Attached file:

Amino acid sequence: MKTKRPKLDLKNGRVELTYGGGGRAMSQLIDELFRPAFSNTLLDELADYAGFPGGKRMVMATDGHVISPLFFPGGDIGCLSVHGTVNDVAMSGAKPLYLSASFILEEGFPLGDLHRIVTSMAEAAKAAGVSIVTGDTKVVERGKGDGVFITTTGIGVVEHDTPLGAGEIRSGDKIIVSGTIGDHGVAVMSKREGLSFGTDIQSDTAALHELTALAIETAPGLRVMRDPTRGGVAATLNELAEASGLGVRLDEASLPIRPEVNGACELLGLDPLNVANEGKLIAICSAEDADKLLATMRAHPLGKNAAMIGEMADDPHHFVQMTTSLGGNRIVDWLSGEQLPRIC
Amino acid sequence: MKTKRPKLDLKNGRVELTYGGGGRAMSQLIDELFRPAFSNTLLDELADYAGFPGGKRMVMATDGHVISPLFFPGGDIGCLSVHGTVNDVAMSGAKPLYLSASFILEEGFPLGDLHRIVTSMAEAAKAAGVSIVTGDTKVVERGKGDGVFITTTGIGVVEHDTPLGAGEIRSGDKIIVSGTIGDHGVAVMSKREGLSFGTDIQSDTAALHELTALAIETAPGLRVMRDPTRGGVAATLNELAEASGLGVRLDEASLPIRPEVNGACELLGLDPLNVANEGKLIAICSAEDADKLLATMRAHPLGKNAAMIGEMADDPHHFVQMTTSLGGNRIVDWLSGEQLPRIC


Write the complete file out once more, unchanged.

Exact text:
Amino acid sequence: MKTKRPKLDLKNGRVELTYGGGGRAMSQLIDELFRPAFSNTLLDELADYAGFPGGKRMVMATDGHVISPLFFPGGDIGCLSVHGTVNDVAMSGAKPLYLSASFILEEGFPLGDLHRIVTSMAEAAKAAGVSIVTGDTKVVERGKGDGVFITTTGIGVVEHDTPLGAGEIRSGDKIIVSGTIGDHGVAVMSKREGLSFGTDIQSDTAALHELTALAIETAPGLRVMRDPTRGGVAATLNELAEASGLGVRLDEASLPIRPEVNGACELLGLDPLNVANEGKLIAICSAEDADKLLATMRAHPLGKNAAMIGEMADDPHHFVQMTTSLGGNRIVDWLSGEQLPRIC
Amino acid sequence: MKTKRPKLDLKNGRVELTYGGGGRAMSQLIDELFRPAFSNTLLDELADYAGFPGGKRMVMATDGHVISPLFFPGGDIGCLSVHGTVNDVAMSGAKPLYLSASFILEEGFPLGDLHRIVTSMAEAAKAAGVSIVTGDTKVVERGKGDGVFITTTGIGVVEHDTPLGAGEIRSGDKIIVSGTIGDHGVAVMSKREGLSFGTDIQSDTAALHELTALAIETAPGLRVMRDPTRGGVAATLNELAEASGLGVRLDEASLPIRPEVNGACELLGLDPLNVANEGKLIAICSAEDADKLLATMRAHPLGKNAAMIGEMADDPHHFVQMTTSLGGNRIVDWLSGEQLPRIC